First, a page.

R’hllor is also called the Lord of Light, the Heart of Fire, the God of Flame and Shadow. His nemesis, the Great Other, whose name may not be spoken, is known as the Lord of Darkness, the Soul of Ice, the God of Night and Terror.
The Lord of Light is worshiped primarily in Essos. R’hllor is worshiped in Asshai and red temples can be found in most of the Free Cities; In Lys, Braavos, Myr, Pentos, Tyrosh, Qohor, and Volantis. the city Selhorys, ruled by Volantis,contains a red temple as well. The red temple in Volantis is exceptionally large, said to be the greatest in all the world; According to Archmaester Gramyon it is about three times the size of the Great Sept of Baelor in King's Landing.
In Westeros, there are only few followers of the Lord of Light.
The Drowned God
The Drowned god is worshiped exclusively in The Iron Islands on Westeros.
The faith of the Drowned God is unique to the Iron Islands. He is seen as the creator of the seas and father of the ironborn. The ironborn believe they come from the watery halls of the Drowned God. The Drowned God is said to have made the ironborn in his own likeness, to reave, rape, carve out kingdoms, make their names known in fire and blood and song and to hold dominion over all the waters of the earth.
The ironborn believe that the Drowned God is opposed by the Storm God. This malignant deity dwells in the sky and has hatred for men and all their works. The Storm God resides in a cloudy hall, and sends cruel winds, lashing rains, and the thunder and lightning down upon men. The Drowned God and the Storm God are said to have been at war against one another for "a thousand thousand years".
The ironborn believe that the Drowned God has fewer power the further removed from the sea they are. Even in strange lands where other gods are worshipped, some ironborn might believe that a large amount of men who have been drowned give the Drowned God strength in the area.
Most ironborn have naught but scorn for the Seven of the south and the old gods of the North.
The Old Gods
The Old Gods is the religion located in The North on Westeros.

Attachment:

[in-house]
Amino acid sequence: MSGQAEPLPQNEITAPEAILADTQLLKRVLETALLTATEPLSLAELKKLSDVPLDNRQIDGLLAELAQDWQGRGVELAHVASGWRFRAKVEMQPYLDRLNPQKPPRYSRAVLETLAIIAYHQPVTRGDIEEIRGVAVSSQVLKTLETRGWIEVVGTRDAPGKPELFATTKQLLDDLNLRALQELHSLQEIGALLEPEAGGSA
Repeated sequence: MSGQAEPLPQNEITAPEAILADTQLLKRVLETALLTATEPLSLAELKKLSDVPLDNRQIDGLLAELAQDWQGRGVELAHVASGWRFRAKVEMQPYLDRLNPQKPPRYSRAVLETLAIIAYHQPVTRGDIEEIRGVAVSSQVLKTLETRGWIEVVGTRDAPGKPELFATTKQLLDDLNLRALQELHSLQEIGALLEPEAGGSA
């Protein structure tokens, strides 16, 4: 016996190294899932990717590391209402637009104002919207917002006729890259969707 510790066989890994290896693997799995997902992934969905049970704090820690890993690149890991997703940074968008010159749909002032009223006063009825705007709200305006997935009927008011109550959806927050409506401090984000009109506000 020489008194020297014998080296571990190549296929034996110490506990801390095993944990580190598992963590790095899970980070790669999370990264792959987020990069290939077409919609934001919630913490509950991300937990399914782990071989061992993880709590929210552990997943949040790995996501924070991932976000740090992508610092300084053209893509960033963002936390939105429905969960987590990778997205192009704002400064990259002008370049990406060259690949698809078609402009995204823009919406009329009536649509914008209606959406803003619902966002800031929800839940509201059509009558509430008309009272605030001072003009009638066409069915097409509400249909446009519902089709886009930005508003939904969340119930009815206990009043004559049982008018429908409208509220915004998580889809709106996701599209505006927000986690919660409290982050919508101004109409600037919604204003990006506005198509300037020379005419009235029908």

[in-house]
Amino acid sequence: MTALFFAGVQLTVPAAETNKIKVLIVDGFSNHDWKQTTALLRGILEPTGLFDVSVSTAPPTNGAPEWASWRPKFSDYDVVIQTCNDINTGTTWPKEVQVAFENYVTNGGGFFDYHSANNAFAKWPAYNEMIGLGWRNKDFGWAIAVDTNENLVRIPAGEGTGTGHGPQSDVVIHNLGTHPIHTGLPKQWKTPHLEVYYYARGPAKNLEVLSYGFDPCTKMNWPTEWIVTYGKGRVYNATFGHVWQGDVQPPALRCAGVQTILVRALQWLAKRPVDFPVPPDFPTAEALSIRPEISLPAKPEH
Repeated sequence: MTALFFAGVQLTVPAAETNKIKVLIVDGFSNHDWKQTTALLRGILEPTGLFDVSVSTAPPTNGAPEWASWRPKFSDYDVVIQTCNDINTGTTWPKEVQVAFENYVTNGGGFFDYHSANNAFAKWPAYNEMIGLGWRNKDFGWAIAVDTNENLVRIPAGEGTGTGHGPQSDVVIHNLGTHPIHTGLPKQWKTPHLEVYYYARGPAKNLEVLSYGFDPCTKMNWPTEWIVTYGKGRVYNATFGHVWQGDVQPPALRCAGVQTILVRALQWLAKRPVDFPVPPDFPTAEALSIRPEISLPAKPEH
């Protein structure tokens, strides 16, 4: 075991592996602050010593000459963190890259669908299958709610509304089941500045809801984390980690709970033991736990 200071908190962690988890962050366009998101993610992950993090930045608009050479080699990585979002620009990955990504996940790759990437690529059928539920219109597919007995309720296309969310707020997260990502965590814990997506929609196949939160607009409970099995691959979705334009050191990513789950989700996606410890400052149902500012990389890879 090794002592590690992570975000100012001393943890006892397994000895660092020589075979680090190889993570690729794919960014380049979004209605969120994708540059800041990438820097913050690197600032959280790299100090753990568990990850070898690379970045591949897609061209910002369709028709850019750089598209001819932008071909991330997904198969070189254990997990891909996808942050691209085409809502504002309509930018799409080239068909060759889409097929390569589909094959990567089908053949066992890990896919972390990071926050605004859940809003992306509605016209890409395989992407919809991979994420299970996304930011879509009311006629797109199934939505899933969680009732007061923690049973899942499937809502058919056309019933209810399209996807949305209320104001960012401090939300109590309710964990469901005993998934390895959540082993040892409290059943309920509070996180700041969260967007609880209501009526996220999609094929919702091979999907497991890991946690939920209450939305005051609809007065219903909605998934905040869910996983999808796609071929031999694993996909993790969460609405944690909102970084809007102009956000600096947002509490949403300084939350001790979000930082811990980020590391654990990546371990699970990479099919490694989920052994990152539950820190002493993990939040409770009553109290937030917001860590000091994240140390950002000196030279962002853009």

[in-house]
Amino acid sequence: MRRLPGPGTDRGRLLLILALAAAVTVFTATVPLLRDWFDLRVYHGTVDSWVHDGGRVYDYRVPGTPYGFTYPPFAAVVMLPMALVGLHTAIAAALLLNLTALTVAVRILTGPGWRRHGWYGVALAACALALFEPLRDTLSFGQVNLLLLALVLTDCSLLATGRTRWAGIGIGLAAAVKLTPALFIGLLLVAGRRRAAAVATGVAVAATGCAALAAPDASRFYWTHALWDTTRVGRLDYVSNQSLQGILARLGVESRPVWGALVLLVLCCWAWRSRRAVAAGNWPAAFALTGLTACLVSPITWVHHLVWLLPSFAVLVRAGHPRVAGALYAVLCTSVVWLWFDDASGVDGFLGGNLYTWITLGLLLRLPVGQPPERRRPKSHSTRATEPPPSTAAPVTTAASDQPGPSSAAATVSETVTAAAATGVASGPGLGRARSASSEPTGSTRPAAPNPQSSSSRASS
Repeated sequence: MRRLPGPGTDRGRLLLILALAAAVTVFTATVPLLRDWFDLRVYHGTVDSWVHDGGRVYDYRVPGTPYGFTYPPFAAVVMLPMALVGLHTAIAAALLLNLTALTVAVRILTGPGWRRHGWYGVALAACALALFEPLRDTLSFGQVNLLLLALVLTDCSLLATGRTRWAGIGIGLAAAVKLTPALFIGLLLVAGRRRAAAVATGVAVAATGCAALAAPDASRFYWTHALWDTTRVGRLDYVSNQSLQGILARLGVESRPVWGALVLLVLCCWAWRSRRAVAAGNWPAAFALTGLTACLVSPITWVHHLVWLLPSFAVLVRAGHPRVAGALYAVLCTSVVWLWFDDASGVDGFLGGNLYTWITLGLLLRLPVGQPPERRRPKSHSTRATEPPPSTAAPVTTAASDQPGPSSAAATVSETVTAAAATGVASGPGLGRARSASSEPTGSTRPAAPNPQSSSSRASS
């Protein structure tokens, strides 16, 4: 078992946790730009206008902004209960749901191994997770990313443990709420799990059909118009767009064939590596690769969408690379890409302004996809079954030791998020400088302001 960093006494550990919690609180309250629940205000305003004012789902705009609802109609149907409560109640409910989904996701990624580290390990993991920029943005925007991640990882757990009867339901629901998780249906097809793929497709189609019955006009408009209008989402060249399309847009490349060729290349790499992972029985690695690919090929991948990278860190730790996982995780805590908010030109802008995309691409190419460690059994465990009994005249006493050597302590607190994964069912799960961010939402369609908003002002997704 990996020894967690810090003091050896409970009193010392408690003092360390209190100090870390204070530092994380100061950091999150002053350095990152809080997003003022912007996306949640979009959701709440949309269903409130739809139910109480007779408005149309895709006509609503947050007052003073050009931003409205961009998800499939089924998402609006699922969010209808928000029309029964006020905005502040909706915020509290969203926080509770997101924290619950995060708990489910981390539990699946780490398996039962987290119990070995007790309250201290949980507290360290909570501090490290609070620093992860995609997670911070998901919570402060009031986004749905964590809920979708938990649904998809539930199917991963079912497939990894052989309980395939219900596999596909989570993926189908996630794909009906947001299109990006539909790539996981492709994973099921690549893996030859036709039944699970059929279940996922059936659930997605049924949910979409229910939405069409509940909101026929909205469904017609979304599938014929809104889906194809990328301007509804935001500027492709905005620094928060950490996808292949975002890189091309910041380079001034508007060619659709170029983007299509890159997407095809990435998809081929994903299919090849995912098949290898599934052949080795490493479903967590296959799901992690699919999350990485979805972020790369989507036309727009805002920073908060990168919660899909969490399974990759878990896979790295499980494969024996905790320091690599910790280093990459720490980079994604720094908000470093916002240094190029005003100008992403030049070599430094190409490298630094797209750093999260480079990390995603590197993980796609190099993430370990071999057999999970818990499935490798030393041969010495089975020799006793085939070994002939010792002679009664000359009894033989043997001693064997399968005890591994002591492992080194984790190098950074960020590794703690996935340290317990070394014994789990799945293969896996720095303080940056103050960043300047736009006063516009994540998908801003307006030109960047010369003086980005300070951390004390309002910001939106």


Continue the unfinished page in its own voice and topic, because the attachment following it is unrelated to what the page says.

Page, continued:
The old gods are "based on animism and traditional Pagan beliefs of Wicca and various other Celtic systems and Norse systems", melted into one construct.
The free folk beyond the Wall believe that the gods are everywhere – in the rocks, streams, birds, and beasts – and that they take the deceased down into the earth and trees. The maesters teach that the weirwoods are sacred to the old gods. However, worshippers believe the old gods watch through the trees. It is said that the old gods only have power where the heart tree faces can see, and since the destruction of most of the heart trees in the south they have no power there.
It is said that the sigh of the wind and the rustle of leaves are the old gods speaking back to worshipers. According to Jojen Reed, the singers of the children believe that the weirwood trees are the gods, and that when they die, they become part of the godhood.
Worshippers of the old gods believe that no man can tell a lie in front of a heart tree, as the old gods know when men are telling a lie. Through the eyes of the weirwoods, the old gods judge the people in front of them. As such, an oath might be made in front of a weirwood tree, or with a hand placed in the mouth of the weirwood’s face. It is said that the children of the forest carved faces in the trees during the dawn, centuries before the coming of the First Men across the narrow sea. According to Maester Luwin, the faces were carved by the greenseers specifically, to keep watch on the woods. The First Men believed that the greenseers could see through the eyes of the weirwoods.
The old gods were worshiped by the children of the forest, and eventually by the First Men, sometime after signing the Pact. Following the arrival of the Andals, who brought with them their own religion, the old gods were no longer dominantly worshipped in the south of Westeros. Only few houses (e.g., House Blackwood) still do, while most of the noble houses follow the Faith of the Seven instead. In the north, however, the majority of the houses still worships the old gods. North of the Wall, the free folk continue to worship the old gods.
Other religions such as Mother Rhoyne and numerous minor regions are not included in AWoIaF.